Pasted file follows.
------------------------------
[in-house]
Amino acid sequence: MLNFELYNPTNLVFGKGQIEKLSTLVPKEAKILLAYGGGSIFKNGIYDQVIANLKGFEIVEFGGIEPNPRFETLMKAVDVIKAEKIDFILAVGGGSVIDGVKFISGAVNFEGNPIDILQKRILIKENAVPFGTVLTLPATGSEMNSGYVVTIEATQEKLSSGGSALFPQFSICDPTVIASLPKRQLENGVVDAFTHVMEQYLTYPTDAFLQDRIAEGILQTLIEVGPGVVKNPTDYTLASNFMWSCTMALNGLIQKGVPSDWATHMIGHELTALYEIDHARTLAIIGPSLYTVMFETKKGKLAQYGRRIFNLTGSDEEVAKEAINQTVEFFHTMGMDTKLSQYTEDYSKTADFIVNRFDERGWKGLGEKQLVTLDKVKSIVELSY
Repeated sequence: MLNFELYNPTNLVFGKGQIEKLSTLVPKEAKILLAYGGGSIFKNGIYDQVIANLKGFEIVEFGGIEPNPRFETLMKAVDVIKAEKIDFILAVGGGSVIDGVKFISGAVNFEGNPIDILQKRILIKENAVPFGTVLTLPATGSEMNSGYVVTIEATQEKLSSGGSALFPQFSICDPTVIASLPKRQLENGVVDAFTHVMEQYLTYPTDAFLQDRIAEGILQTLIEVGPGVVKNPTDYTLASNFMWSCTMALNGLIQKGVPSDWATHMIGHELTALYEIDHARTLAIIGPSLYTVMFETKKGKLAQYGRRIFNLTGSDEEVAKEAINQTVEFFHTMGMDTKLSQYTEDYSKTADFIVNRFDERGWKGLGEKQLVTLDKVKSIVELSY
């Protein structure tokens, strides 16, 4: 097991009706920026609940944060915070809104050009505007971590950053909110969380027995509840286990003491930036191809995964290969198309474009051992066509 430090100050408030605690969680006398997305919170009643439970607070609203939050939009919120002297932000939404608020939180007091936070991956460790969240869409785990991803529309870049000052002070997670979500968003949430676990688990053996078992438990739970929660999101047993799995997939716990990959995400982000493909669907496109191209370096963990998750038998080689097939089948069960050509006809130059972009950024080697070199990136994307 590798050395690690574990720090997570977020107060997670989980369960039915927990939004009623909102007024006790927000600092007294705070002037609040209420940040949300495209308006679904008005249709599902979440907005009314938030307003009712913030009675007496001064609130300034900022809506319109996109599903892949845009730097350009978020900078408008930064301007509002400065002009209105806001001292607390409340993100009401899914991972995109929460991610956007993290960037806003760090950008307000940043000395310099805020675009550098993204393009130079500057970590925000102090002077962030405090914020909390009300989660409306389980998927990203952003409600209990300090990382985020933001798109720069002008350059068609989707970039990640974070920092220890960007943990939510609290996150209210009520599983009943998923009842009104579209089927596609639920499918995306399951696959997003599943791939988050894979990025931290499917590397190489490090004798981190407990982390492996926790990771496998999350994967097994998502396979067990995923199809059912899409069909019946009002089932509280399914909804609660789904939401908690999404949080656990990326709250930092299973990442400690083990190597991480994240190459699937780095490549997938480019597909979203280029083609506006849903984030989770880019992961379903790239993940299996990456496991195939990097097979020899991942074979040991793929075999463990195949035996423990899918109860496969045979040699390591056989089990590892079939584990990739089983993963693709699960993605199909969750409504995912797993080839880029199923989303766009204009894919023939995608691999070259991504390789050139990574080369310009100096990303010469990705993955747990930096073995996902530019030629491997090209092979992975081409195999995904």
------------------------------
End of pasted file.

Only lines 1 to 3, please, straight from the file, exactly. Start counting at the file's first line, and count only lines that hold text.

[in-house]
Amino acid sequence: MLNFELYNPTNLVFGKGQIEKLSTLVPKEAKILLAYGGGSIFKNGIYDQVIANLKGFEIVEFGGIEPNPRFETLMKAVDVIKAEKIDFILAVGGGSVIDGVKFISGAVNFEGNPIDILQKRILIKENAVPFGTVLTLPATGSEMNSGYVVTIEATQEKLSSGGSALFPQFSICDPTVIASLPKRQLENGVVDAFTHVMEQYLTYPTDAFLQDRIAEGILQTLIEVGPGVVKNPTDYTLASNFMWSCTMALNGLIQKGVPSDWATHMIGHELTALYEIDHARTLAIIGPSLYTVMFETKKGKLAQYGRRIFNLTGSDEEVAKEAINQTVEFFHTMGMDTKLSQYTEDYSKTADFIVNRFDERGWKGLGEKQLVTLDKVKSIVELSY
Repeated sequence: MLNFELYNPTNLVFGKGQIEKLSTLVPKEAKILLAYGGGSIFKNGIYDQVIANLKGFEIVEFGGIEPNPRFETLMKAVDVIKAEKIDFILAVGGGSVIDGVKFISGAVNFEGNPIDILQKRILIKENAVPFGTVLTLPATGSEMNSGYVVTIEATQEKLSSGGSALFPQFSICDPTVIASLPKRQLENGVVDAFTHVMEQYLTYPTDAFLQDRIAEGILQTLIEVGPGVVKNPTDYTLASNFMWSCTMALNGLIQKGVPSDWATHMIGHELTALYEIDHARTLAIIGPSLYTVMFETKKGKLAQYGRRIFNLTGSDEEVAKEAINQTVEFFHTMGMDTKLSQYTEDYSKTADFIVNRFDERGWKGLGEKQLVTLDKVKSIVELSY